Government Moot Court Team moves up to No. 6 in the nation
One year after earning its first top 10 ranking by being named the ninth best program in the country by the American Moot Court Association, Liberty University’s undergraduate Moot Court Team recently advanced to No. 6.
“I continue to be blown away at the successes Professor Robert Robertson (coach) and his Moot Court Team have had across the country and overseas in recent years,” said Robert Hurt, dean of the Helms School of Government. “This new ranking is hard-earned and well-deserved. It is another great example of Liberty University giving its students the edge when it comes to the practical education needed to be successful after graduation.”
“It is an incredible accomplishment for a team, especially when considering we did not place in the top 20 just a few years back,” said senior Megan Snyder, a 2018 national competitor.
“If we continue to walk with the Lord and teach our underclassmen the things we have been learning, we will continue growing our team in an upward direction,” added senior Eric Meinerding, a 2019 national competitor.
Liberty’s team has advanced to the national tournament several times, and this past summer, two members excelled on an international stage at the Nelson Mandela World Human Rights Moot Court Competition in Geneva, Switzerland, where they placed third. The team of senior Alyssa Rumbuc and recent graduate Tyler Shannon was one of only two American teams at the competition; the other was from Yale Law School. In the team’s final round, before being unable to advance to the finals by a margin of .12 points, they were the only undergraduate team left in contention.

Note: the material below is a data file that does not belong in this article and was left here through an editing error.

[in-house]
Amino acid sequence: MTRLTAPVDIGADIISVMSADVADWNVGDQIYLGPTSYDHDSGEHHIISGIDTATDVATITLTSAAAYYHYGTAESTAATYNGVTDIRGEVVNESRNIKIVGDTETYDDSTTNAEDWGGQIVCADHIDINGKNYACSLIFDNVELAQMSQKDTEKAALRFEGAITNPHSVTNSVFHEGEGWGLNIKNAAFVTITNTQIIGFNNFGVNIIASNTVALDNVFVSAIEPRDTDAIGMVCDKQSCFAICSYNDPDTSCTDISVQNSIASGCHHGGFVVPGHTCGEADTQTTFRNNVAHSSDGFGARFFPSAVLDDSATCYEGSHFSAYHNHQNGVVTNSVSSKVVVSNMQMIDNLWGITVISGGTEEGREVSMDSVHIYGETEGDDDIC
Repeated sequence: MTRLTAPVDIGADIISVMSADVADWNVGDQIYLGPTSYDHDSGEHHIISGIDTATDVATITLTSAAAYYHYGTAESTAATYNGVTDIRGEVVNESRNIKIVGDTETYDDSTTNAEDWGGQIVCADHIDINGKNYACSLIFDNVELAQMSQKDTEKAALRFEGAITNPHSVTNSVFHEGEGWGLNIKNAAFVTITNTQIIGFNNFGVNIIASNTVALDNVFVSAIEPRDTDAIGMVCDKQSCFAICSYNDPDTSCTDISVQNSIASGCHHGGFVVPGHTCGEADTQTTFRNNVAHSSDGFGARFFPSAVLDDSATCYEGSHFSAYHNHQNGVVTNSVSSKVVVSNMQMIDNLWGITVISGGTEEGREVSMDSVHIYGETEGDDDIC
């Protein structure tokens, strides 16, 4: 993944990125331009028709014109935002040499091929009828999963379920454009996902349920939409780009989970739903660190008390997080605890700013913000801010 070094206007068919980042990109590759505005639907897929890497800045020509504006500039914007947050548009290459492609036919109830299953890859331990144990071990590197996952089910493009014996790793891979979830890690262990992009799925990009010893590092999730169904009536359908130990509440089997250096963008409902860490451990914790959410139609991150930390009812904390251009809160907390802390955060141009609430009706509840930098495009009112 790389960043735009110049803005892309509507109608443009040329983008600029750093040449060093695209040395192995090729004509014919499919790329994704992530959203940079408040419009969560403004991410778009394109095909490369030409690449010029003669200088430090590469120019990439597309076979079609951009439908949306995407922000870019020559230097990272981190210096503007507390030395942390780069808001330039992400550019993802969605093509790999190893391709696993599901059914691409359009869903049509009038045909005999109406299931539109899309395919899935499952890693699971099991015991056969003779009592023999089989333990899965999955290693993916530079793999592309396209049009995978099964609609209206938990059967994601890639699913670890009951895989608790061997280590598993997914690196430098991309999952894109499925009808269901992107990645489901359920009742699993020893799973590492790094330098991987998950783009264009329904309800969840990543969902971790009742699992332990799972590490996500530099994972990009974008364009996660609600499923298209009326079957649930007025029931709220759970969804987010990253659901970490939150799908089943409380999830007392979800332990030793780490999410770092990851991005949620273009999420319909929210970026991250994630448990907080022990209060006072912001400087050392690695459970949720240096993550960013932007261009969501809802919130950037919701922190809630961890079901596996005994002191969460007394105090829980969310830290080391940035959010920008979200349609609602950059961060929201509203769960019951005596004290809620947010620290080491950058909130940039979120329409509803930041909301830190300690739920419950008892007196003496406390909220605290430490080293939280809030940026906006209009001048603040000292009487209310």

Liberty was one of 48 schools from all U.N. regions around the world to be selected for the Geneva tournament. The trip was partially funded by Liberty’s Center for Research & Scholarship and supported by the Provost's Office.
Moot Court competitions involve simulated courtroom appellate arguments, in the manner of the U.S. Supreme Court, between two student teams who stand for one side or the other of a law’s interpretation before a panel of judges. Team members spend hours preparing for tournaments — each student must be able to read, comprehend, and apply legal concepts from a number of constitutional cases.
Liberty’s current team is now pushing for a place in the top 5, and by striving to win multiple regional championships and sending the maximum number of teams possible to nationals, they believe this goal is well within reach for the ascending moot court program.